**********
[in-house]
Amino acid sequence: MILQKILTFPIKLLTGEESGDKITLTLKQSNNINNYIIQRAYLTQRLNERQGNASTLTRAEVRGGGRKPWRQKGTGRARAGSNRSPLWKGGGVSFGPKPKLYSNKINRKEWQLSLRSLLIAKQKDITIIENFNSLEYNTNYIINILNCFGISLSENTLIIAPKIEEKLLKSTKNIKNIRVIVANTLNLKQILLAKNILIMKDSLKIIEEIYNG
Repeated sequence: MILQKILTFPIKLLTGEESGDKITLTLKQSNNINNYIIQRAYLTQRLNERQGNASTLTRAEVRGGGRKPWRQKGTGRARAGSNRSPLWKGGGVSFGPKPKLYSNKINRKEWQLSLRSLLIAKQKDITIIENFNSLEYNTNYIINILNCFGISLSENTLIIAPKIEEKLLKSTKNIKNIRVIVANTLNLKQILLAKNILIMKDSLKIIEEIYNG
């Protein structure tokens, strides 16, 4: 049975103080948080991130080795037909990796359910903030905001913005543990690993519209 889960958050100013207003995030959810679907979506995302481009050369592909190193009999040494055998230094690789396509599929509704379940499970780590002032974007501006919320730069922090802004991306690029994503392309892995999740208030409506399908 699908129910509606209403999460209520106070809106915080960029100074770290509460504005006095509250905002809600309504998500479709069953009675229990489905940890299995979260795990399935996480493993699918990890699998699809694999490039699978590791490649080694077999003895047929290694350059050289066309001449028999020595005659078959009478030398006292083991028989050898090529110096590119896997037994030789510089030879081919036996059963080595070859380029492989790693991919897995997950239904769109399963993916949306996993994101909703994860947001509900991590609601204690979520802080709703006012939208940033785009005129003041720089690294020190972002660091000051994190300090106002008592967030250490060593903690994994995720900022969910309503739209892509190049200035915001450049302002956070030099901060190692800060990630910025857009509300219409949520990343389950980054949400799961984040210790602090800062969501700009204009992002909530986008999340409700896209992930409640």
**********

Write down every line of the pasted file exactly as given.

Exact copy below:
[in-house]
Amino acid sequence: MILQKILTFPIKLLTGEESGDKITLTLKQSNNINNYIIQRAYLTQRLNERQGNASTLTRAEVRGGGRKPWRQKGTGRARAGSNRSPLWKGGGVSFGPKPKLYSNKINRKEWQLSLRSLLIAKQKDITIIENFNSLEYNTNYIINILNCFGISLSENTLIIAPKIEEKLLKSTKNIKNIRVIVANTLNLKQILLAKNILIMKDSLKIIEEIYNG
Repeated sequence: MILQKILTFPIKLLTGEESGDKITLTLKQSNNINNYIIQRAYLTQRLNERQGNASTLTRAEVRGGGRKPWRQKGTGRARAGSNRSPLWKGGGVSFGPKPKLYSNKINRKEWQLSLRSLLIAKQKDITIIENFNSLEYNTNYIINILNCFGISLSENTLIIAPKIEEKLLKSTKNIKNIRVIVANTLNLKQILLAKNILIMKDSLKIIEEIYNG
């Protein structure tokens, strides 16, 4: 049975103080948080991130080795037909990796359910903030905001913005543990690993519209 889960958050100013207003995030959810679907979506995302481009050369592909190193009999040494055998230094690789396509599929509704379940499970780590002032974007501006919320730069922090802004991306690029994503392309892995999740208030409506399908 699908129910509606209403999460209520106070809106915080960029100074770290509460504005006095509250905002809600309504998500479709069953009675229990489905940890299995979260795990399935996480493993699918990890699998699809694999490039699978590791490649080694077999003895047929290694350059050289066309001449028999020595005659078959009478030398006292083991028989050898090529110096590119896997037994030789510089030879081919036996059963080595070859380029492989790693991919897995997950239904769109399963993916949306996993994101909703994860947001509900991590609601204690979520802080709703006012939208940033785009005129003041720089690294020190972002660091000051994190300090106002008592967030250490060593903690994994995720900022969910309503739209892509190049200035915001450049302002956070030099901060190692800060990630910025857009509300219409949520990343389950980054949400799961984040210790602090800062969501700009204009992002909530986008999340409700896209992930409640």